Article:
Bank of America officials told The Daily Record that equity stakes in Southern and the nine other community and minority-owned banks is in addition to bank giants nearly $100 million in deposits in MDIs. The Charlotte, N.C.-based banking giant, which hold nearly $2.7 trillion in assets, also operates a $1.6 billion CDFI portfolio with Southern and 255 CDFI partners across all 50 states.


Noting the Bank of America partnership, Williams said the equity stake allows the Wall Street banking giant to put “skin in the game” with Southern to serve minority and underserved communities. According to the U.S. Treasury Department, there are approximately 250 MDIs and CDFI banks insured by the FDIC with combined capital of less than $40 billion. Consequently, modest investments at any one of these institutions can have an enormous impact on their operations and the communities they serve. 


“Quite honestly, most banks in America don’t need deposits. What you really need to grow is capital, and because of the power of leverage in a bank, equity investment in bank can be leveraged anywhere from five to 10 times,” said Williams. “So, recognizing the need to grow and that banks have abandoned small communities that we serve, … including rural areas and communities of color, this equity capital that Bank of America has provided in addition to the $35 million in capital we raised priors to this investment is growth capital for us.”


Williams added Southern’s board of directors and executive team already have plans to put Bank of America’s equity stake to good use. Over the next decade, Williams said the fast-growing Arkansas-based CDFI hopes to double in size, pushing total assets well beyond $3 billion.


 “We now serve 49 locations throughout Arkansas and Mississippi, and we’ve been engaged in a capital campaign now for grow and we are now looking to grow probably in pretty much any (locations) in Texas, Arkansas and Mississippi and we are now looking at ourselves as a Mid-South player,” said Williams, adding that “Bank of America owns part of the company.”



Arkansas’s first ‘Black, Brown’ venture fund


In addition, Williams recently announced the state’s first multi-million-dollar venture fund for black-and Hispanic-owned businesses and investors during the recent virtual Black Founders Summit on Oct. 22, sponsored by Little Rock-based ReMix Ideas Inc. That event, founded by ReMix Ideas CEO Benito Lubazibwa, brought together over 100 black-owned businesses, entrepreneurs, policymakers and local and state government officials in a first-of-its-kind virtual event to support black businesses that have been negatively impacted COVID-19.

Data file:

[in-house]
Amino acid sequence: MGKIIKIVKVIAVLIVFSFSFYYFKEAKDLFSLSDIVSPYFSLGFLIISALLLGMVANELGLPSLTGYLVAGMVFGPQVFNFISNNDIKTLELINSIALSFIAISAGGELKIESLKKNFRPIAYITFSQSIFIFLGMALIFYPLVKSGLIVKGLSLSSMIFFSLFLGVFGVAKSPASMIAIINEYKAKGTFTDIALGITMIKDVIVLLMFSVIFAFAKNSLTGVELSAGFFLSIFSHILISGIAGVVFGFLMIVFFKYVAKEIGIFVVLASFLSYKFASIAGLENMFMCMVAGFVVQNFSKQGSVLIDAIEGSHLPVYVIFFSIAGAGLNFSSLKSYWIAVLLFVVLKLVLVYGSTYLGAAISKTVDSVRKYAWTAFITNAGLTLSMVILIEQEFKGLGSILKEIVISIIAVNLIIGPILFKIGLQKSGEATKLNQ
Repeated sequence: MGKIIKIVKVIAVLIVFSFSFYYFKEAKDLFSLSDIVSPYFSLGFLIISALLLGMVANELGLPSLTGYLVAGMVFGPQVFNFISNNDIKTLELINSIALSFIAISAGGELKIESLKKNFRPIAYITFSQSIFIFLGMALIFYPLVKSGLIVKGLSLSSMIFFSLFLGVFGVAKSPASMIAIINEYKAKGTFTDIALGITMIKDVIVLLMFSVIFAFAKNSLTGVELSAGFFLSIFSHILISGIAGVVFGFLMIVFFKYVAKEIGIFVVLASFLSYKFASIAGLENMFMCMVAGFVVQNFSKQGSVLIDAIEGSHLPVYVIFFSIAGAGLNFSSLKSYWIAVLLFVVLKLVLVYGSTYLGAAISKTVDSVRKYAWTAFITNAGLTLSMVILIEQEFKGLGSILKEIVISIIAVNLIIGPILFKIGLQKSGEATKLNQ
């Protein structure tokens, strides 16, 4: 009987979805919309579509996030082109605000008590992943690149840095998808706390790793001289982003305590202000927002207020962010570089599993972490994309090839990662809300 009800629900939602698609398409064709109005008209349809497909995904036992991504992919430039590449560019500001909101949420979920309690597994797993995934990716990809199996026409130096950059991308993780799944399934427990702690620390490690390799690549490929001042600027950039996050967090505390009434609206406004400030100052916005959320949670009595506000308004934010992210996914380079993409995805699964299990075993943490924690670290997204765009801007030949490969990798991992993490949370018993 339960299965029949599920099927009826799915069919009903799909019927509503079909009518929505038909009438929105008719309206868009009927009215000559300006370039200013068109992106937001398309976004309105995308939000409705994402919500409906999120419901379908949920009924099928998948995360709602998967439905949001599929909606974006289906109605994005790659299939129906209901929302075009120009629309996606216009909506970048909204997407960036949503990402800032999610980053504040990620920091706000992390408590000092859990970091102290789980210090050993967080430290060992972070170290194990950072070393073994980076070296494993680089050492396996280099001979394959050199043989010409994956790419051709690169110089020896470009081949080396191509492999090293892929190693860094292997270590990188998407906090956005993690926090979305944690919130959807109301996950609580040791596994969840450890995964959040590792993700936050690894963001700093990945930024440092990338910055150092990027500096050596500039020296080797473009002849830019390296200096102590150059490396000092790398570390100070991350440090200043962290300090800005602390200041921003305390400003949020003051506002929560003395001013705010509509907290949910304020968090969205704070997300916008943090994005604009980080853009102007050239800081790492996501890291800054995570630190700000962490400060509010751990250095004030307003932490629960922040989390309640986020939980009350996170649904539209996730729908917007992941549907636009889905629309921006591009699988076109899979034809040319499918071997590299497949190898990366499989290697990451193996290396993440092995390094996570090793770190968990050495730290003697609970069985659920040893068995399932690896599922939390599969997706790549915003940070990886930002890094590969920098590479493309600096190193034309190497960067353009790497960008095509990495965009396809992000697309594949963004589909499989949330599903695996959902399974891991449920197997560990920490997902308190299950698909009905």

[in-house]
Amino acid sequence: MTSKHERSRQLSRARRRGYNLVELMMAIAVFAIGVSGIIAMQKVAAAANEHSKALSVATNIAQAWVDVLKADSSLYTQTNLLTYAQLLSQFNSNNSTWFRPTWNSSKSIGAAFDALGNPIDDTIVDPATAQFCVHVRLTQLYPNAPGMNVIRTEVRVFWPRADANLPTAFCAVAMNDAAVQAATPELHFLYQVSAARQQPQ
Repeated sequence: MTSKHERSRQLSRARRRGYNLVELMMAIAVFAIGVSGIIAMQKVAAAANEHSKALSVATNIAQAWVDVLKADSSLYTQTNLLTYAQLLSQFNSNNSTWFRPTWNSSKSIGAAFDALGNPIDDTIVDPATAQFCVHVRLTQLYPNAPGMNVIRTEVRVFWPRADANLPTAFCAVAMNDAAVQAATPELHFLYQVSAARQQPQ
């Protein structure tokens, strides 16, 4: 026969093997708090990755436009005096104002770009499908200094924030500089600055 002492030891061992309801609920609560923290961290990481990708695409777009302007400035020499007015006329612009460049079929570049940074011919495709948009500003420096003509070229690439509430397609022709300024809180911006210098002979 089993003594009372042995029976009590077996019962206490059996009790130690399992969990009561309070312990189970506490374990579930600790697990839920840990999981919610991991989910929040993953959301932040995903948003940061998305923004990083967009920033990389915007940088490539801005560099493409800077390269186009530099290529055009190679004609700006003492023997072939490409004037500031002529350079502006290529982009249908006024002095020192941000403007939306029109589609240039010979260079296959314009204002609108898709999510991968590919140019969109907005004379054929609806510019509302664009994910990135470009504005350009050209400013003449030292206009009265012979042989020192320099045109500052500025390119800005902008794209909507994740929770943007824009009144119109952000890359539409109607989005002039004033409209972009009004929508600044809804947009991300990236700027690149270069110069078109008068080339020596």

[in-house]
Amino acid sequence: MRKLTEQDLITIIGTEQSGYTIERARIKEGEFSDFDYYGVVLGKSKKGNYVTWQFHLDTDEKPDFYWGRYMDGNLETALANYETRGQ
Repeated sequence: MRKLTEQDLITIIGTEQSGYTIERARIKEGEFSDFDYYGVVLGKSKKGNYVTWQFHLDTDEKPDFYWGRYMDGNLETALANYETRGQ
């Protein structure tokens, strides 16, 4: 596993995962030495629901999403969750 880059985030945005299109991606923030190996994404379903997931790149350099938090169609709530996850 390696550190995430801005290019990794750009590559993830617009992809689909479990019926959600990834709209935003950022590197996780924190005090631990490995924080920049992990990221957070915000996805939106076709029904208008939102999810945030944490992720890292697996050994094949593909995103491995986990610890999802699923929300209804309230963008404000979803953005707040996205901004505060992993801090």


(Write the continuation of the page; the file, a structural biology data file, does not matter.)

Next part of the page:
William  – who has appeared on several national financial news show, including Fox News Business and Bloomberg Markets,  to discuss the bank’s pandemic relief efforts – stressed Southern will be the manager and facilitator of the fund with hopes to raise $5 million after it launches. Already, Southern and Pine Bluff-based Simmons First Bank have seeded the fund with $1 million each, raising $2 million to kick-start fundraising efforts. 


The affable Southern CEO said he has already gained support in the nonprofit sector from the Arkansas Community Foundation. He said he has reached out to several for-profit businesses and the local banking community to support the venture fund, which will provide microloans for early stage black-owned businesses, startups and sole proprietors south of I-630 and east of I-30. Further details of the fund will be released later, he said.


“I hope the community will come together to support this fund,” said Williams. “This is capital that is going to be make available mostly to Black and Brown small businesses to really help them get a good footing. Our hope is as these businesses grow and develop …, they can graduate from our fund and go to a traditional bank and access credit and capital.” 


The former statehouse legislator added that the venture fund is in keeping with the principles that former President Clinton and others hoped for when they founded Southern Bancorp. 


‘We were founded with a racial equity lens way back then (in the 1980s). Our founders were visionaries in many ways in recognizing that communities that didn’t have access to capital and investments supported by a community bank or local capital provider are not going to be sustainable and help move families from poverty in the Delta to prosperity,” said Williams.  




1. Arkansas largest CDFI founded in 1986 is seeking to expand its influence, breadth amid the COVID-19 pandemic. (Photo credit by Southern Bancorp) 


2. Southern Bancorp CEO Darrin Williams looks to expand the fast-growing CDFI’s footprint beyond the Arkansas and Mississippi Delta region. (Photo by Marlon Willis)